Civilian guards to take over crossings

For first time security guards will control inspections at Sha'ar Ephraim, Erez.

January 15, 2006 20:22
2 minute read.
erez crossing 298 ap

erez crossing 298 ap. (photo credit: AP [file])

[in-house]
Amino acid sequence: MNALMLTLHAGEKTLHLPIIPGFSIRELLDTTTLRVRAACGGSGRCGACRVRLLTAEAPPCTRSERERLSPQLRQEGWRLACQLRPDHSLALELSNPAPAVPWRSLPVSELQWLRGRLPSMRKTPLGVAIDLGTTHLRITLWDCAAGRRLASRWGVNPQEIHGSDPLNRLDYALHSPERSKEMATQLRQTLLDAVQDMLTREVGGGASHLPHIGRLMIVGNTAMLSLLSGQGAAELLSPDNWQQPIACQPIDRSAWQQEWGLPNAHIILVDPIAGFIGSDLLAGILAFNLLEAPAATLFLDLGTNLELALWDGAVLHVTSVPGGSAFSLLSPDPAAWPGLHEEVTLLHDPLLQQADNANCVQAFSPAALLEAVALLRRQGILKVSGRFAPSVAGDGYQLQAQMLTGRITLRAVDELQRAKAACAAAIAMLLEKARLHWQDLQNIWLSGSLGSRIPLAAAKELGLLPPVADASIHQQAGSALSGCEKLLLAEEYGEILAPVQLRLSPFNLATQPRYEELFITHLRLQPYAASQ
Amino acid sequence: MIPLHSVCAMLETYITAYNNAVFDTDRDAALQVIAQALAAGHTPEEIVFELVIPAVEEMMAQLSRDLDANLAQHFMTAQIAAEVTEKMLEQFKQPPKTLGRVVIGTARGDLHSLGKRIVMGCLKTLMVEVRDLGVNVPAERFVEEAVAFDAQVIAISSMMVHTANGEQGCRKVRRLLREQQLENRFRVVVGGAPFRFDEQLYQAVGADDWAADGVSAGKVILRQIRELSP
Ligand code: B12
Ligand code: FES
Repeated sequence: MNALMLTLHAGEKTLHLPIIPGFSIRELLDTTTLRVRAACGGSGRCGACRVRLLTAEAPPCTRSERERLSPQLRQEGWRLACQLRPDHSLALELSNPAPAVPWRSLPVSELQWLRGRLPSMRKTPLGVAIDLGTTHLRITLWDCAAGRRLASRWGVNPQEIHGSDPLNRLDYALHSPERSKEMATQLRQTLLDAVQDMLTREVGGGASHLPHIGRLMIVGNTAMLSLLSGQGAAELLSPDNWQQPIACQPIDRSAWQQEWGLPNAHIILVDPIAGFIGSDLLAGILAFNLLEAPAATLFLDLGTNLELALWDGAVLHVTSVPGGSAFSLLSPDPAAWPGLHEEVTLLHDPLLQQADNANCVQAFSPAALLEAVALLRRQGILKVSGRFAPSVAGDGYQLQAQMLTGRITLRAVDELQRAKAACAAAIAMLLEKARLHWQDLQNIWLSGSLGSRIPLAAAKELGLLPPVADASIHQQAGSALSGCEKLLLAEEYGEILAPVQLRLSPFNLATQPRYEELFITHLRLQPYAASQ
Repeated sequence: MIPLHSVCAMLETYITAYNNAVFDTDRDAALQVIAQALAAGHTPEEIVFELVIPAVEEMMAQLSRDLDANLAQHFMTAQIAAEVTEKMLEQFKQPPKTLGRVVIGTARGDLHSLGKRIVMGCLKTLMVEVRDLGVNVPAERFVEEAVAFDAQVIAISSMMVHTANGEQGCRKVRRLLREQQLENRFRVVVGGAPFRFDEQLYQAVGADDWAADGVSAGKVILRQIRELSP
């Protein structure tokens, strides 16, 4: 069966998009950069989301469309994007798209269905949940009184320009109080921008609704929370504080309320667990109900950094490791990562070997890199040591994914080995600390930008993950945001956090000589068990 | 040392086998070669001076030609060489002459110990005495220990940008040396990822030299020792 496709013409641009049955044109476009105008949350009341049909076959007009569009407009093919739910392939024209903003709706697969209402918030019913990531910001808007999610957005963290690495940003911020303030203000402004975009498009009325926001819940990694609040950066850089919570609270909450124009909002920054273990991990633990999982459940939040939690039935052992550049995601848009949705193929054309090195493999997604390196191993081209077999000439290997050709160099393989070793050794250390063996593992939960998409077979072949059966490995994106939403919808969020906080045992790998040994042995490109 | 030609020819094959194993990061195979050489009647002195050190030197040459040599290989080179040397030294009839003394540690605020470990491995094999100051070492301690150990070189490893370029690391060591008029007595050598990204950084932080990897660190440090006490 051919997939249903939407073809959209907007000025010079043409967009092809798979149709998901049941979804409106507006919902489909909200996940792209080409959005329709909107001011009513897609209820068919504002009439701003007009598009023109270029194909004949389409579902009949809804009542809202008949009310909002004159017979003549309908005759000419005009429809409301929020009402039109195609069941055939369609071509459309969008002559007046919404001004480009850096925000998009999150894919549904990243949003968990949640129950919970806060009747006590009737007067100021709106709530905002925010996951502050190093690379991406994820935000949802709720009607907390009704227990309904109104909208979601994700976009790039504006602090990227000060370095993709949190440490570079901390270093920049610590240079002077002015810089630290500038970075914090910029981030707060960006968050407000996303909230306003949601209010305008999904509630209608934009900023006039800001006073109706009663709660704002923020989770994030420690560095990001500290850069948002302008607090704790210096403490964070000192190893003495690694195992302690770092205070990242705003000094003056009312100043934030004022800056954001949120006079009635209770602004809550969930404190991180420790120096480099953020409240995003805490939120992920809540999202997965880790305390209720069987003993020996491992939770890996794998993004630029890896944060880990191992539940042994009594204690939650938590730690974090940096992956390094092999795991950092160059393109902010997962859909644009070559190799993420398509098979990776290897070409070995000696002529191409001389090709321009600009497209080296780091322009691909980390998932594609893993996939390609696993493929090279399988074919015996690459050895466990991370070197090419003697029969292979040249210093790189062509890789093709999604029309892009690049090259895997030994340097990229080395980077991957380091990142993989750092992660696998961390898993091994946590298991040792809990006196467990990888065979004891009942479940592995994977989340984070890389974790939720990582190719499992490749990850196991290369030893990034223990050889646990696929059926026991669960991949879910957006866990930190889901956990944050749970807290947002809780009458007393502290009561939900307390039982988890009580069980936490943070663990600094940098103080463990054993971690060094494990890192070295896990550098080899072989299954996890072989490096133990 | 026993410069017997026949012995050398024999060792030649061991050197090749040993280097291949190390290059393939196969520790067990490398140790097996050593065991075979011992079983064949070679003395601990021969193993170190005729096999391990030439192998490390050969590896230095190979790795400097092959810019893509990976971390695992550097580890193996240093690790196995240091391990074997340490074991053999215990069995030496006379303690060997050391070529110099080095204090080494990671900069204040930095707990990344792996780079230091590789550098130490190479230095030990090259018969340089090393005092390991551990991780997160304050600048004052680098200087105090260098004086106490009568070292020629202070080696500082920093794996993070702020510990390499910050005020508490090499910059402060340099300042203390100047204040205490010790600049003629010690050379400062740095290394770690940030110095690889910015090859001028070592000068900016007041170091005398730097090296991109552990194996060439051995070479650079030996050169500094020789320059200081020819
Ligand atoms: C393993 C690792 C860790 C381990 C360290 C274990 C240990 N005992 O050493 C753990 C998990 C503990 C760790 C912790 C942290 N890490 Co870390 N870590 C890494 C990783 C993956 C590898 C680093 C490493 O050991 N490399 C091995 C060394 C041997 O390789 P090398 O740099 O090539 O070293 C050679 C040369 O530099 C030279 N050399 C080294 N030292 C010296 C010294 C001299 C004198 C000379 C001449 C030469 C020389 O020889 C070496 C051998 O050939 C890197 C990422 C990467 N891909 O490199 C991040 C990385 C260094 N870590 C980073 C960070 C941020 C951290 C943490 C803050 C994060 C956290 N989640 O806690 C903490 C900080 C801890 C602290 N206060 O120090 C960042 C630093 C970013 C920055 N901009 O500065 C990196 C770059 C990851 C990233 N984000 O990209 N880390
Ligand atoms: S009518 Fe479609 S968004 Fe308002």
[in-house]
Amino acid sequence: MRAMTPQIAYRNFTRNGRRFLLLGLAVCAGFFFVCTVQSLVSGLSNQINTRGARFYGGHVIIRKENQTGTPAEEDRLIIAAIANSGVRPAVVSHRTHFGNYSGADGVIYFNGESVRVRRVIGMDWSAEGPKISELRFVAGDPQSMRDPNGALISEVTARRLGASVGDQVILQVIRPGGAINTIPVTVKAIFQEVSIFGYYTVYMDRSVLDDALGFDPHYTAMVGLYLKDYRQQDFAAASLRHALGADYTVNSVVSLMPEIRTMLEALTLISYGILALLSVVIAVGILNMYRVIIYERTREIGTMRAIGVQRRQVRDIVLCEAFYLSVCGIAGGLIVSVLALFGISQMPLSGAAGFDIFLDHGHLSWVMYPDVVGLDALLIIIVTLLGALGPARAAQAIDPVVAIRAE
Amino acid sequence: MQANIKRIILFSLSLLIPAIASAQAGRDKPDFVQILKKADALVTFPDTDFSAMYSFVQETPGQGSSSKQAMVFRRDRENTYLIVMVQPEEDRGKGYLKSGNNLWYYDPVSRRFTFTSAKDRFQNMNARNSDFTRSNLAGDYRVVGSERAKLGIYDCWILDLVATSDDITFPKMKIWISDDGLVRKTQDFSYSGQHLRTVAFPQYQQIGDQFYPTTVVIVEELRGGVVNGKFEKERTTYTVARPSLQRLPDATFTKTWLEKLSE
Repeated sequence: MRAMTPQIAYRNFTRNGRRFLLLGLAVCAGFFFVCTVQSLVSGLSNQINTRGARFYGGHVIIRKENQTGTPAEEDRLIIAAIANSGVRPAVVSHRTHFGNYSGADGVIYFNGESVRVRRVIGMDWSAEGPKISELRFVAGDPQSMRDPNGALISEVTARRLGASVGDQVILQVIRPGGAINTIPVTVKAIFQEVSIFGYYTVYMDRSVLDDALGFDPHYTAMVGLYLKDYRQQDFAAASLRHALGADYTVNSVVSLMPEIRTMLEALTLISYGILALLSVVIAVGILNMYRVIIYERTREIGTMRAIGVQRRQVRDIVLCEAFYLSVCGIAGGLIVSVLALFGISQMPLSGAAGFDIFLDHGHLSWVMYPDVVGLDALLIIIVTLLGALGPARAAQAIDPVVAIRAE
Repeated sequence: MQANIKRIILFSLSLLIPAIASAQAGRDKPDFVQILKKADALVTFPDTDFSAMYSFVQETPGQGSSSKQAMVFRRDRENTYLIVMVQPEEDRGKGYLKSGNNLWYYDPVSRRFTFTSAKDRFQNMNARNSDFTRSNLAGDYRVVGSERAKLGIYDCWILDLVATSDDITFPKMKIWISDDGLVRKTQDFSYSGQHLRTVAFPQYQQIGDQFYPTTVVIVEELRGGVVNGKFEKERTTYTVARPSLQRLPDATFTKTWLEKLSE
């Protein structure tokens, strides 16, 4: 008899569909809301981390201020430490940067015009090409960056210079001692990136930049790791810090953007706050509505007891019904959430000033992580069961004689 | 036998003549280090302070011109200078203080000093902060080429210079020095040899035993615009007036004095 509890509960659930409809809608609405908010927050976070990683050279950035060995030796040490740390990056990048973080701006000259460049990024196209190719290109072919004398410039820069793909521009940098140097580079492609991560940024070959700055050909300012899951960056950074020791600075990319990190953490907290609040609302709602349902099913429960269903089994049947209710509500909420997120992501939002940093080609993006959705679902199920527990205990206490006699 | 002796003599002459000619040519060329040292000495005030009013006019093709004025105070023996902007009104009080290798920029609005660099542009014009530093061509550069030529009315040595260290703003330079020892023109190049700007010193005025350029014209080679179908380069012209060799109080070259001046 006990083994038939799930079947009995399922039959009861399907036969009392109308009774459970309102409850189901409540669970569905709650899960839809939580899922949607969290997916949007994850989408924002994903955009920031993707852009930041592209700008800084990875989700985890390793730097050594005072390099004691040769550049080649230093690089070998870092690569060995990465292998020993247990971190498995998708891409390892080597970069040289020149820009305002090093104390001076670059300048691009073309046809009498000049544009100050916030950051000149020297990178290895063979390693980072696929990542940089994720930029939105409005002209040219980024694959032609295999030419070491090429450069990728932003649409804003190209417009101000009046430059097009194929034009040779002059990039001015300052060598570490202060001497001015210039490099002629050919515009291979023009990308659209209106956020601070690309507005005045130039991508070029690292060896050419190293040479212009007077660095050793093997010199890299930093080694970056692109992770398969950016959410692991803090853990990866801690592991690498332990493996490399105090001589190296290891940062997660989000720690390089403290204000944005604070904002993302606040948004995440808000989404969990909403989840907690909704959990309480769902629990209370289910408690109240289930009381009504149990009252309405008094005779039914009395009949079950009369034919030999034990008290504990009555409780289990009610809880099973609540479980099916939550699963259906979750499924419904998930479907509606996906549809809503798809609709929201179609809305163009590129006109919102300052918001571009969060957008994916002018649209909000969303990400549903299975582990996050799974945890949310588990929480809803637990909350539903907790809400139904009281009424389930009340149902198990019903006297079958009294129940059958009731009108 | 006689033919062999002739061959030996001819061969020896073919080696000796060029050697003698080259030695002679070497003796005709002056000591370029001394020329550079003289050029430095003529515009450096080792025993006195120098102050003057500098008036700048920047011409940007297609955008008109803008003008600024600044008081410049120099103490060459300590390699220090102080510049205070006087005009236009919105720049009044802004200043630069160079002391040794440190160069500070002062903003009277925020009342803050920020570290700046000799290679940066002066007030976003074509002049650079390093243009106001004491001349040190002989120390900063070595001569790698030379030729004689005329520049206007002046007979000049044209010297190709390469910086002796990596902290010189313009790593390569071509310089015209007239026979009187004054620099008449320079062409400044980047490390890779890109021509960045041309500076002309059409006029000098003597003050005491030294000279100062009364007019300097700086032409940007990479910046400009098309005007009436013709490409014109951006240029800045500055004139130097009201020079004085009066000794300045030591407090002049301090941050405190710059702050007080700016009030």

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In an effort to minimize the level of contact between soldiers and Palestinians, for the first time in Israel's history civilian security guards will this week take control over the inspection process at two major crossings from the West Bank and the Gaza Strip. On Monday, the Mikud security company will begin inspecting Palestinians and their merchandise entering Israel at the Sha'ar Ephraim crossing near Tulkarm. On Thursday, another security company will begin running the inspections at the Erez terminal outside the Gaza Strip. Both companies won a tender last August to conduct the inspections in place of soldiers. Security officials said the IDF, the Shin Bet (Israel Security Agency) and the Israel Police would still maintain a presence at the crossings, stressing that the civilian companies would operate under their supervision. Last month, Defense Ministry director-general Ya'acov Toren signed a memorandum with US Ambassador Richard Jones regarding the use of private security companies at the crossings as well as the installation of special scanning devices to expedite the movement of people and goods from the West Bank and the Gaza Strip. "The defense establishment will still maintain overall control at the crossings," an official from the office of the Coordinator of Activities in the Territories said. "The goal is to lower the level of friction during the security checks, humanize the process and improve the level of service." Defense officials said the civilian guards underwent rigorous training to prepare them for the new job, including psychological and behavioral sessions directed by the Defense Ministry. In addition to the personnel changes, the Defense Ministry announced plans on Sunday to install special scanning devices at the crossings. Similar in shape to metal detectors, the "Safe View" devices use state-of-the-art sensors that provide an image of a person and any illegal objects they might be concealing. Last year, the device was harshly criticized by pro-Palestinian activists, who claimed that the system "undressed" people and violated their privacy. Defense Ministry officials rejected the criticism on Sunday, stressing that the device did not undress a person but only provided a scanned outline of the person without their faces. "There is no violation of privacy," an official said. In addition to the Safe View scanners, the Defense Ministry also plans to install four mobile scanning devices at the Sha'ar Ephraim, Karni, Kerem Shalom and Tarkumiya crossings in an effort to expedite the inspection process. The first scanner will be installed at the Karni crossing on Saturday.

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